We explain Magento in 17 key facts
FYI, this story is more than a year old
We explain what you need to know about Magento:
Magento is a leader in the e-commerce software field. Its tools are used by retailers all over the globe to sell over USD $155 billion of merchandise each year.
The company likes to call itself an open commerce platform. They have a no-cost open source community version, they then have a commercial offering with a bunch of additional features and services wrapped around it.
Their software is sold as either a PaaS (platform as a service) or as on-premise software. The PaaS solution is a single tenant implementation on Amazon Web Services (AWS) infrastructure.
Gary Specter, Vice President, Commerce Sales & Customer Success sees more and more customers choosing the cloud PaaS option in the future. He emphasised how much time has been put into optimising the software for this method of deployment.
The cloud offering can be used by small businesses and scale infinitely for massive deployments. Magento has plans underway to add Microsoft Azure support. They will keep AWS support, allowing customers choice about their deployment model.
Competitor Shopify is focused on simple commerce solutions without the need for developers, while Magento is all about flexibility and customisation. This has seen the company rack up over 300,000 partners globally who help clients design, customise and launch unique online commerce stores.
The company started 12 years ago in 2007, then in 2016 was sold to private equity. Last May Adobe acquired Magento for $1.6 billion. The partner community globally were slightly shocked by the acquisition. Ten months later, the fears have been allayed as Adobe has increased investment in Magento and committed to continuing the open source model.
The base Magento platform is updated every six to nine months for both the open source and commercial customers.
Since the acquisition, Magento’s commerce offering remains a stand-alone product, as well as being integrated into other Adobe products. The first of which has been Adobe Experience Manager (AEM), which is Adobe’s content management system (CMS) and digital asset management (DAM) solution.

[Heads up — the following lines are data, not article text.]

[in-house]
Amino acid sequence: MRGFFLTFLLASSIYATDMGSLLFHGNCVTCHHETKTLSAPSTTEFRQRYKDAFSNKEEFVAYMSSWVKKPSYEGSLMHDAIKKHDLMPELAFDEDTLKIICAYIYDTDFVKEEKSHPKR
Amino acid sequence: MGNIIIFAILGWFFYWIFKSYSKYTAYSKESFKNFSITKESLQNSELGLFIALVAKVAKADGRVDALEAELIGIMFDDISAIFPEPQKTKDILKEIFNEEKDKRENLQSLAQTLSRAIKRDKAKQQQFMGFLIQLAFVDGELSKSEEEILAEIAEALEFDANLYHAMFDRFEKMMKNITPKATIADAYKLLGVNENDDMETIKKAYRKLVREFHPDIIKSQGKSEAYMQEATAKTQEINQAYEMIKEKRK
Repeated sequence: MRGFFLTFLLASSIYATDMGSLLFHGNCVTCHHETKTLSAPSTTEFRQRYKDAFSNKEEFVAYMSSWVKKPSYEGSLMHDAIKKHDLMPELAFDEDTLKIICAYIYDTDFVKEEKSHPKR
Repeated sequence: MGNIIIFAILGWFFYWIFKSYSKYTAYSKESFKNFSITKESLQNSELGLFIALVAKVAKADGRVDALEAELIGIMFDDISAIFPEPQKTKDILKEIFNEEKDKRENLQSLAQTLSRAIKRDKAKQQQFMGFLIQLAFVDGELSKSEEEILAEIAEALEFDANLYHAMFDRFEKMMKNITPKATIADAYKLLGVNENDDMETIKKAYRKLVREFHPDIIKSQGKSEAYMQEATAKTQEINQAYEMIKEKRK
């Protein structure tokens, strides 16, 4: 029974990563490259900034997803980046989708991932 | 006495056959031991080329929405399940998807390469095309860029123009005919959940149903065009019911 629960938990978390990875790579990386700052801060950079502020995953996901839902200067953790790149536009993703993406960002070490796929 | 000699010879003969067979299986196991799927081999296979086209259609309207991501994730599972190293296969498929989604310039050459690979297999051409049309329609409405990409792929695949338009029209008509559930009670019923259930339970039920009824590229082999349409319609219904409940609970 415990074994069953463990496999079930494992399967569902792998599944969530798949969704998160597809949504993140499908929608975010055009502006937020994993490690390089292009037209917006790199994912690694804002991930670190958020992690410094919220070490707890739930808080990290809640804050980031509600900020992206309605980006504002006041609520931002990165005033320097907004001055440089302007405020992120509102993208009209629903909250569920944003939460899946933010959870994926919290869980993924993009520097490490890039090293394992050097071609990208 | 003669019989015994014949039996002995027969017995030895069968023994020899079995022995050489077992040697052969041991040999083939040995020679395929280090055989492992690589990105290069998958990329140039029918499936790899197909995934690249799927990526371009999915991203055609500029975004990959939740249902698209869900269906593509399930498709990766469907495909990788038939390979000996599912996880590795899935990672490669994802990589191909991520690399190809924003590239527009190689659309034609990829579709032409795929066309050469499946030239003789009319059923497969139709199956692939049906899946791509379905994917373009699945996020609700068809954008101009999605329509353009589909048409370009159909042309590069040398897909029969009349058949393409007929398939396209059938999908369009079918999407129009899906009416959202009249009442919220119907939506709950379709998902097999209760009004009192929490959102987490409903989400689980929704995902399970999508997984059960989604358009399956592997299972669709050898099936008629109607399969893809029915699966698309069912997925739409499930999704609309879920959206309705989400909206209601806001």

Adobe has also created a full white glove version of Magento as a public cloud offering. This approach means that Adobe would be running and maintaining the instance, enabling the customer to forget about performance, backups, patching etc. This new offering is called Adobe Commerce Cloud.
The opposite is happening too, with Magento planning to bring Adobe’s artificial intelligence powered personalisation engine Adobe Target into the Magento platform.
Many of Magento’s customers would be ideal prospects to purchase Adobe’s digital experience product ranges as well as the other way around although many Magento’s largest customers were already using the Adobe solutions.
Adobe realises that its solutions will not be a perfect fit for everyone, so Magento will remain a stand-alone product that can be purchased on its own. Customers will still have options to use non-Adobe equivalents like Google Analytics, MailChimp or Pardot.
A key advantage that Magento holds dearly is their massive partner community which numbers over 300,000 globally. Together these partners have created over 4,000 extensions that can be used or purchased for Magento installations. These all come together on the Magento marketplace.
These partners also contribute around 30% of the core code of Magento, which illustrates that the open source initiative is alive and well. Recently a significant new feature, multi-source inventory was entirely contributed by the community and is now part of the core code of Magento.
Another Magento advantage is that both business to business (B2B) stores and business to consumer (B2C) stores are all powered out of the same engine. This compares with Salesforce who have Demandware for B2C and CloudCraze for B2B. Two systems mean two sets of implementations and all the ongoing complexity. Magento can eliminate this and can massively reduce the total cost of ownership. Around 70% of Magento’s customers have both B2B and B2C stores.
You can purchase Magento directly from them or via the partner network. Magento charge for their software licenses by the number of product SKUs customers load up. With costs starting at about USD $2,000 a month for the commercial product.